Report of Case

Case one

A 42-year-old Chinese man was exposed to TCE whilst working in a hardware products factory from August 16th to September 18th 2010. His duties included elimination of wax with organic solvents (TCE is a key component) and the patient denied any prior history of exposure to TCE. After exposure for 11 days (on August 25th), he complained of dizziness but did not seek medical attention. He continued to work until the onset of chills and a fever. Despite self-administration of headache pills with partial relief, his fever persisted. He attended a local hospital for investigation and treatment. At that time, his body temperature was 39.8°C and an intramuscular antipyretics were prescribed for 2 days. However a rash appeared on his arms with rapid spread to his trunk and other limbs, followed by the development of erythema and edema of his limbs. Two days later, he was diagnosed with 'atopic dermatitis' and given symptomatic treatment. He did not improve so was transferred to our hospital for further management. Physical examination revealed erythematous lesions over the whole body. The skin of the palms and soles was thickened and darkly pigmented. Additionally, there was lymphadenectasis and tenderness of the submandibular, supraclavicular, inguinal and submental lymphnodes. There was conjunctival congestion, ictericsclera and oral mucosal ulceration. His abdomen was soft without tenderness or rebound tenderness. The perianal and genital mucosa was erosive with surface exudate. There was no history of food or drug allergy and he did not take regular medication. A photograph of these abnormalities is shown in Figure 1.

occupational-medicine-health-affairs-new-skin

Figure 1: Case one’s skin lesions when hospitalized. A1-2. The acute stage. Dark erythematous lesions could be seen all over the trunk. Most of the rash was confluent and resembled erythroderma. Scattering desquamated skin was also evident. The palms and soles were pigmented and were hard when touched. The nature of the rash was similar to exfoliative dermatitis. B1-2. The progressive stage. After treatment, the rash gradually disappeared but massive desquamated skin remained. The palms and soles became more pigmented and harder. C1-2. The healed stage. The skin disorder almost recovered but pigmentation remained over the whole body. There was peeling skin on the back, palms and soles with evidence of new skin formation.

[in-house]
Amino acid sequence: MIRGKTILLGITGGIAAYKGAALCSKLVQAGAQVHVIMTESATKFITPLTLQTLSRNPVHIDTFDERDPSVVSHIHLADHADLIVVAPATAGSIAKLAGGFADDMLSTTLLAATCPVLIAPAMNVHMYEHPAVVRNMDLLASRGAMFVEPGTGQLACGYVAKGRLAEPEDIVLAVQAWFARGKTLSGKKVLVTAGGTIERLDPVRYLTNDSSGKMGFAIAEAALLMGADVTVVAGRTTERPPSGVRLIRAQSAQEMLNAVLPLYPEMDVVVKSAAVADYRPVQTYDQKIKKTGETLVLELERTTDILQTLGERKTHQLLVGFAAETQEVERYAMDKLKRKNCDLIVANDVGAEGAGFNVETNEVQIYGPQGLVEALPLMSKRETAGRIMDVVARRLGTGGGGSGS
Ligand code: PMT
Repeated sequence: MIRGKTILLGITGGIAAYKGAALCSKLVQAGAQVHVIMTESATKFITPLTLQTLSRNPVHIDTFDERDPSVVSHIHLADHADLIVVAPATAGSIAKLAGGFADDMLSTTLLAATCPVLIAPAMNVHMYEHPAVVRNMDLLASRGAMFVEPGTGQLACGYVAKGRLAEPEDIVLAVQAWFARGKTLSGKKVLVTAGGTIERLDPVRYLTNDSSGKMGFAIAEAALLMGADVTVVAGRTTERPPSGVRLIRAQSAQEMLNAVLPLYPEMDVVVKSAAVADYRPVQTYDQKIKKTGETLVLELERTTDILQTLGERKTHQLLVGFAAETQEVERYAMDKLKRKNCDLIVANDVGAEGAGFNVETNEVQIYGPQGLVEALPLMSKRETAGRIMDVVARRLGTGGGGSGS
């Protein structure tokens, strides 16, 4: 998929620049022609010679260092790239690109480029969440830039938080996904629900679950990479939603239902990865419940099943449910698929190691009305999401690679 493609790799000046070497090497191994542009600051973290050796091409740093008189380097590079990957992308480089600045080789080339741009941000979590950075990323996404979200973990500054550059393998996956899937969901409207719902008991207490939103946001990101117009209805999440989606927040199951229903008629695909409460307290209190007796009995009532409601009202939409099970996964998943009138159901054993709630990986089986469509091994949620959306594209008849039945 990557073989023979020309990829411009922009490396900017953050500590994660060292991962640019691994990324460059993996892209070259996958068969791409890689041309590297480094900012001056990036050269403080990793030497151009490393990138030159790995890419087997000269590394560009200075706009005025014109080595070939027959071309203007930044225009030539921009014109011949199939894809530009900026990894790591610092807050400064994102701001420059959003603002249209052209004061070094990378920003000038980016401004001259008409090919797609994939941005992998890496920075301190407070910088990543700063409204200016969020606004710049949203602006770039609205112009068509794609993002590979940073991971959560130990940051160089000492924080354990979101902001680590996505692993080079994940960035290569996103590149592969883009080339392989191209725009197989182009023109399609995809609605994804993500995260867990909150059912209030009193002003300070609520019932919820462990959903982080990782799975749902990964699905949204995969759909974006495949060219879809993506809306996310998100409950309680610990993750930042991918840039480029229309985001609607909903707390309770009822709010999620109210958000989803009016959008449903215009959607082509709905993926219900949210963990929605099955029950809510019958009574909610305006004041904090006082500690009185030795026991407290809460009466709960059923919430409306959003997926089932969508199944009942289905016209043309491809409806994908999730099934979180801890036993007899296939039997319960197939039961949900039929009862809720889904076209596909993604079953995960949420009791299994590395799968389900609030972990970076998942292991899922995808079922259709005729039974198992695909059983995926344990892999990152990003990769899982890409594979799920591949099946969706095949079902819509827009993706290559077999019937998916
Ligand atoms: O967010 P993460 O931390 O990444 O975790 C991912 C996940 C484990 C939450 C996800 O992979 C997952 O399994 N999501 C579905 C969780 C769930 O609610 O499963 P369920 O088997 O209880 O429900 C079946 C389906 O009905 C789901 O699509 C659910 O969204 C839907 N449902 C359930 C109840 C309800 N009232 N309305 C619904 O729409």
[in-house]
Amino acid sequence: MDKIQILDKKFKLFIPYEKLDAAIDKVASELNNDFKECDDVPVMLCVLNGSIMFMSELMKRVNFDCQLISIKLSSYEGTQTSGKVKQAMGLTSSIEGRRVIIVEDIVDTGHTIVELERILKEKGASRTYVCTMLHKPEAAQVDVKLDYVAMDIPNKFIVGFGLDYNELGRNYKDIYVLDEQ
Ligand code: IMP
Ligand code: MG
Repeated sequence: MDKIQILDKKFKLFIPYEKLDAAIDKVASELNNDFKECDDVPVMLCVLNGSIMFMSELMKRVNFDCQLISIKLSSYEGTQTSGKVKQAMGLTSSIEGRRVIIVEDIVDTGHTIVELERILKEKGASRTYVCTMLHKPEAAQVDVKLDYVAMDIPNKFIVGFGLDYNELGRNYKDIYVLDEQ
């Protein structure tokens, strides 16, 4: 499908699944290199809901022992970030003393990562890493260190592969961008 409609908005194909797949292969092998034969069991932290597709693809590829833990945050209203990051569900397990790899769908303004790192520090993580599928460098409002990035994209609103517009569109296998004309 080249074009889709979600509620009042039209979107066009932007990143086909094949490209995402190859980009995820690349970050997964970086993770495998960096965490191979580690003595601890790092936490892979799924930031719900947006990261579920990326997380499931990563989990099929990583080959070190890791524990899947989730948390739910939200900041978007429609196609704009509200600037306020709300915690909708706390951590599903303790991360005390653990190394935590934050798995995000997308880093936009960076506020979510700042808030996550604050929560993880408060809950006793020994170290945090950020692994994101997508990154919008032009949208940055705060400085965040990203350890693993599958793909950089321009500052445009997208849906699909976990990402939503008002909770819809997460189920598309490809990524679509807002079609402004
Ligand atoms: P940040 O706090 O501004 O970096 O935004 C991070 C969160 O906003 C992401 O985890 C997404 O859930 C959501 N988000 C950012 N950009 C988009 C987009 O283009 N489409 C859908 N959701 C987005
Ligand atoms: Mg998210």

Laboratory investigations revealed: alanine aminotransferase (ALT) 300 IU/L, aspartate aminotransferase (AST) 133 IU/L, β-glutamyltranspeptidase (GGT) 256 IU/L, TBIL1.7 mg/dl, D-BIL 0.6 mg/dl, I-BIL1.1 mg/dl, CK 1088 IU/L, CK-MB79 IU/L, LDH385 IU/L, HBDH 283 IU/L. An analysis of peripheral blood lymphocyte surface markers showed 32.05% CD4+ T cells (Chinese normal range: 27%-51%), and 54.64% CD8+ T cells (Chinese normal range: 15%~44%). Hepatitis B surface antigen and hepatitis C virus antibody were negative. Concentration of urine TCA was 14.10 mg/L.

A diagnosis of TCE-HS was confirmed by TCE detection and patch testing. Methylprednisolone 500 mg/day was administrated intravenously and the patient was received diammonium glycyrrihizine to protect the liver and stomach. On the third day after admission, his body temperature returned to normal with no further spread of the rashand liver function tests improved. Therefore, methylprednisolone was reduced to 450 mg/day and after 9 days of continuing improvement; the dose was tapered to 300 mg/day, then progressively by 50 mg to 150 mg per day. When reduced to 150 mg/day, the patient suffered a recurrence of the rash on his trunk and both thighs. He was maintained on the same dose of methylprednisolone and periactin and calcium-gluconate were added to the regime to alleviate a possible allergic component. His skin disorder gradually improved, liver function tests returned to normal, but widespread pigmentation remained. The total dosage and duration of methylprednisolone was 12,028 mg and 81 days respectively. The patient was discharged on January 6th 2011.